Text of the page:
But later that same year when the FDA approved a colon cancer chemotherapy called Eloxatin, Dr. Pazdur approvingly remarked "we want to send a message" about "the value in doing randomized trials." In other words, the less revolutionary drug (Eloxatin) got approved first because its makers had jumped through the right bureaucratic hoops.
The Iressa move is Dr. Pazdur's way of sending another "message" about the necessity of doing things his way. It isn't so much a withdrawal as a relabeling of the product. Patients currently on the drug will be able to continue with it. But come September no new patients will be able to start on it outside FDA-approved clinical trials. In other words, the option to use Iressa freely as a front-line cancer treatment will disappear.
That prospect doesn't sit well with patients like Sandy Britt, who believes Iressa saved her life after she was diagnosed with metastatic, stage 4 lung cancer late last year. "The first doctor gave me a death sentence," the 46-year Alameda, California, resident tells us. "She wasn't even going to treat me." But another doctor administered a genetic test that indicated she would be one of the 10% who respond to Iressa. "I've had an amazing response to it. They predicted I'd be dead now. Instead, I just got back from three weeks in Italy." As for Dr. Pazdur's decision, Ms. Britt asks a common-sense question: "This is a drug that works amazingly well for some people, so why take it off the market?"
The only possible excuse is that there is now an alternative non-chemo lung-cancer treatment called Tarceva with marginally better clinical-trial results. But remember that such results are only averages for the population, and that the responses of individual patients differ widely. Dr. Pazdur's decision to give future cancer patients -- even those with the Iressa-response gene -- only the option of Tarceva could well amount to a death sentence for many. Dr. Bruce Johnson of the Dana-Farber Cancer Institute points out that there is little data supporting the efficacy of Tarceva in patients who have the mutation for which Iressa is believed to be effective.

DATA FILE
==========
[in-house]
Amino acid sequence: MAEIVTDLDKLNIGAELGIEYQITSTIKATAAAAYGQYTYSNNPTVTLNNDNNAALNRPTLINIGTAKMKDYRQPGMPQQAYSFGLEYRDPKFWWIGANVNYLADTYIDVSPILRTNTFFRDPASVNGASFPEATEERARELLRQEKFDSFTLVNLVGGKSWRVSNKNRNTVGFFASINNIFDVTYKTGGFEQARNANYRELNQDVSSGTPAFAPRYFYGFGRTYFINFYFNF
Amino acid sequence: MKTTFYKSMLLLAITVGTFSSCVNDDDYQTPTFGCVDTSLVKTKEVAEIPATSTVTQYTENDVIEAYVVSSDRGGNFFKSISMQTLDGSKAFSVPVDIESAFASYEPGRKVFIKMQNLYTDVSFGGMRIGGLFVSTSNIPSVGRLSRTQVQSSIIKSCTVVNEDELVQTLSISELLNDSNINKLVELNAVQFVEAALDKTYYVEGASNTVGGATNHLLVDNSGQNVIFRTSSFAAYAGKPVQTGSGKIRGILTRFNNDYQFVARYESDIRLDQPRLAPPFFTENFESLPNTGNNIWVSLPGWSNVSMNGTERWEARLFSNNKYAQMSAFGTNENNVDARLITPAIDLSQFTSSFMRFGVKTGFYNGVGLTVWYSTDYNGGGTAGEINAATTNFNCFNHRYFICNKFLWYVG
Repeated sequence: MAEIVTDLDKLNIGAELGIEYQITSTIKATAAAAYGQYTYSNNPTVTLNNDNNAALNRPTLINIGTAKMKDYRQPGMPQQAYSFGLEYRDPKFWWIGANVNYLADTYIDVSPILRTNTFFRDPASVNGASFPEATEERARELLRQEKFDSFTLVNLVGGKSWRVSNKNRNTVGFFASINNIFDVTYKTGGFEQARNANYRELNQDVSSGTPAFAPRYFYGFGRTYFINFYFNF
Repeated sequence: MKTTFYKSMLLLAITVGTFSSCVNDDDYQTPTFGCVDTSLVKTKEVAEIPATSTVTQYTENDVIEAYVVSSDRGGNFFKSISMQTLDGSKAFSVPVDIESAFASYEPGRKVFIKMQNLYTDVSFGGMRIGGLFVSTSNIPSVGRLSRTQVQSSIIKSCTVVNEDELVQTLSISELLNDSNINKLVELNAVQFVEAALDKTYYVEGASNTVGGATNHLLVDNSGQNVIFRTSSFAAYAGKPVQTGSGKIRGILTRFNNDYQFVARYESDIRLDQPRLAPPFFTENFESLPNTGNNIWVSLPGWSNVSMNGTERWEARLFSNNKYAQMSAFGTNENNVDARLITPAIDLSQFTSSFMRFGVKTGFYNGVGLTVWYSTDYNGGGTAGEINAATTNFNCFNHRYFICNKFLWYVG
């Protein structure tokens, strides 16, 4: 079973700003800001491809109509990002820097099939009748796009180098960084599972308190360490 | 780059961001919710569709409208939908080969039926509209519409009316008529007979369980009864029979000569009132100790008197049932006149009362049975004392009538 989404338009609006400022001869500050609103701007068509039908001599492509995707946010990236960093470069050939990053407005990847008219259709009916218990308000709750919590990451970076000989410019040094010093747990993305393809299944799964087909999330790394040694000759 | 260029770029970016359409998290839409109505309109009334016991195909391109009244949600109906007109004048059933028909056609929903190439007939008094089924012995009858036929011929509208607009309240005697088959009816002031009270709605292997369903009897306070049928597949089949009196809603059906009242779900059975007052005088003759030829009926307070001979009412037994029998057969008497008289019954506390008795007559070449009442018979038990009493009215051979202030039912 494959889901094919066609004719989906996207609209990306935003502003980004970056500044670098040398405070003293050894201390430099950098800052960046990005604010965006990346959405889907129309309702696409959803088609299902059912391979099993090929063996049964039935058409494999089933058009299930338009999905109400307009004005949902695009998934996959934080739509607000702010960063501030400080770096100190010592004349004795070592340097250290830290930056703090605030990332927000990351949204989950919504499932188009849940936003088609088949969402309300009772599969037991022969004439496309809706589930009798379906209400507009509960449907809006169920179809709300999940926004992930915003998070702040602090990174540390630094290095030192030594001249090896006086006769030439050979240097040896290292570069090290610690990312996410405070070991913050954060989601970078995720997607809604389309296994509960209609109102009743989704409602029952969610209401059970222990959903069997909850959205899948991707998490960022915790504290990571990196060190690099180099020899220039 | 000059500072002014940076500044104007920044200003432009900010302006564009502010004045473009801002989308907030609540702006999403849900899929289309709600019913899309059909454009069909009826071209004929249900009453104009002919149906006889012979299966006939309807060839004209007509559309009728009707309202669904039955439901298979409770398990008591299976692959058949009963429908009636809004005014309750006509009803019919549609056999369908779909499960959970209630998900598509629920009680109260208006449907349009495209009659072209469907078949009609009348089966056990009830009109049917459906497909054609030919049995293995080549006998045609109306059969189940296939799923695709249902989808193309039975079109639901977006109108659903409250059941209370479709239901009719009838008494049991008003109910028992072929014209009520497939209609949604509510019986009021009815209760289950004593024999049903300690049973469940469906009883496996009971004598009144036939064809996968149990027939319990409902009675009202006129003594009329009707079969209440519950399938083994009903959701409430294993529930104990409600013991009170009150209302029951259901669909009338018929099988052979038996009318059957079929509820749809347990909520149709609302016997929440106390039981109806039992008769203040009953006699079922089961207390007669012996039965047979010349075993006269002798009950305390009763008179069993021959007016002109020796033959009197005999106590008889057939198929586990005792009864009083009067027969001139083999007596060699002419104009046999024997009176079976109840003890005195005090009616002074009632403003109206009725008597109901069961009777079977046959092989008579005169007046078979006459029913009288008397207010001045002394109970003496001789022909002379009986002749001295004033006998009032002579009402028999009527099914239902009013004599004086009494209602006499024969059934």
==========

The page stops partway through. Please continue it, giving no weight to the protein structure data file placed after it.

Dr. Pazdur and his allies like to suggest that accelerated-approval advocates risk throwing science out the window. But in truth, there's no scientific reason to believe that large placebo-controlled trials -- in which treatments are tested against nothing, i.e., the proverbial sugar pill -- should be considered the "gold standard," as Dr. Pazdur believes. Withholding treatment is unethical in terminal diseases, and we have enough historical data about how cancer patients fare to judge new treatments without the need for placebo control groups.
This was the philosophy that the practicing doctors of ODAC implicitly endorsed when they approved Iressa; it was the philosophy promoted by former Commissioner McClellan; and it is the philosophy that Dr. Pazdur and his fellow FDA bureaucrats are challenging by pulling Iressa now that there is a politically opportune moment for them to do so. Never since the creation of the accelerated approval process in 1992 have the regulatory barriers to cancer research looked so oppressive.